The fields we represent-general office work, social service, finance and insurance, publishing, radio, motion picture, advertising, and other white-collar fields in private industry-have traditionally employed large numbers of women. The majority of the administrative staffs in business of all kinds--clerks, stenographers, typists, secretaries, bookkeepers-are women. Women increasingly fill a larger number of skilled positions as research, editorial and publicity workers, as trained social-service workers, as bank tellers and statisticians, as laboratory technicians and scientific workers.

Through our union, we have consistently sought and will continue to fight to improve the condition of women in the white-collar and professional fields and to correct the discrimination existing against them. Under our union agreements we have won for them equal pay for equal work, equal opportunities for employment and promotion to posts of responsibility formerly barred to them, adequate maternity leave and other improved conditions designed to protect their rights.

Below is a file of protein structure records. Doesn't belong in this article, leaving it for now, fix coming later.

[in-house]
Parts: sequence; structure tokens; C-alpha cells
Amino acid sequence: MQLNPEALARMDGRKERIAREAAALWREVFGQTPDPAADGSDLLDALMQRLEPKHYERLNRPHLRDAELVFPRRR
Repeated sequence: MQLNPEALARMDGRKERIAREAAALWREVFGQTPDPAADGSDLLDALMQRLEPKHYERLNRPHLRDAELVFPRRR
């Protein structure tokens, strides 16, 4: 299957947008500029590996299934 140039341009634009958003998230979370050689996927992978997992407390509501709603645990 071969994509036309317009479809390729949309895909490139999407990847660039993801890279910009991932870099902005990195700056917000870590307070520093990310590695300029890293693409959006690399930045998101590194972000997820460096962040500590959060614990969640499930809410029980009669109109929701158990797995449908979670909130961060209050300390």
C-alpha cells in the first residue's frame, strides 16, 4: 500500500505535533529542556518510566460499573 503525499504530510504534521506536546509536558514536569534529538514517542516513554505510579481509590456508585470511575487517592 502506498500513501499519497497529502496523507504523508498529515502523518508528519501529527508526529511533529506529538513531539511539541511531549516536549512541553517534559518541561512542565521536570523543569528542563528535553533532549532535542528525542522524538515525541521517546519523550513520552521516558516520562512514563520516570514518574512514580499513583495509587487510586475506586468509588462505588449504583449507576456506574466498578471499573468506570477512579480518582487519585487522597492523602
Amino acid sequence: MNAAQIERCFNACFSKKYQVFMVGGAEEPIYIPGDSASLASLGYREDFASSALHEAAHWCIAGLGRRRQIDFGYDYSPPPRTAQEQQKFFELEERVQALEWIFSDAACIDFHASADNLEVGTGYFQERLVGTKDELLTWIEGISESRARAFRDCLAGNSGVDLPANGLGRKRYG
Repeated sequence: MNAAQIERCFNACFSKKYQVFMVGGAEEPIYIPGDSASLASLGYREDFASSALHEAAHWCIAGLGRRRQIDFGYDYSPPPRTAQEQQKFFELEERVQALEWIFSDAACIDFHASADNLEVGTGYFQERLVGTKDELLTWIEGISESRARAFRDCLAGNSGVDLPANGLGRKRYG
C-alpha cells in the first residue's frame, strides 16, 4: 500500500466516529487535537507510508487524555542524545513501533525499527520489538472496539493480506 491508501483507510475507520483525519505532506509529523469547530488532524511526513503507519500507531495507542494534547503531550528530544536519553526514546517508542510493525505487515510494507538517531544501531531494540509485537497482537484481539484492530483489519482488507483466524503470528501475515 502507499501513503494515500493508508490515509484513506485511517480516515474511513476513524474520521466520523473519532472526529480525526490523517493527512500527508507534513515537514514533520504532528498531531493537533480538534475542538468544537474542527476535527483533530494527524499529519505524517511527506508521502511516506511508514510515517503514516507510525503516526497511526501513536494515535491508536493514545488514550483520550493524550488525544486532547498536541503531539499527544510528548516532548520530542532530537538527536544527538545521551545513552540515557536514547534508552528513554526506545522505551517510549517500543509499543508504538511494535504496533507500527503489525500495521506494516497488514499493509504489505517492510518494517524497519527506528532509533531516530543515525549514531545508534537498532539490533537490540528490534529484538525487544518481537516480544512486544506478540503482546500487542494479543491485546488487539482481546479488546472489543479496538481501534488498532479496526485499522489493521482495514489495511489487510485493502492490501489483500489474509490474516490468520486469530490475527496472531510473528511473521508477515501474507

However, there are many additional discriminations against women as citizens which exist in every sphere of American life and are even embodied in law. These discriminations, which are only the social and legal counterparts of the economic discrimination which exists throughout business and industry, are contrary to the total interests of the American people.

Many women today, in addition to being responsible for the care of the home and the children, are of necessity heads of families and carry responsibility for a large share of the family's support. Many unmarried women not only must earn their own living, but also provide for parents, and other dependents. Anything which places legal, social, or economic handicaps upon women in meeting these problems lowers the standard of living of the entire community and threatens the security and welfare of men, women, and children.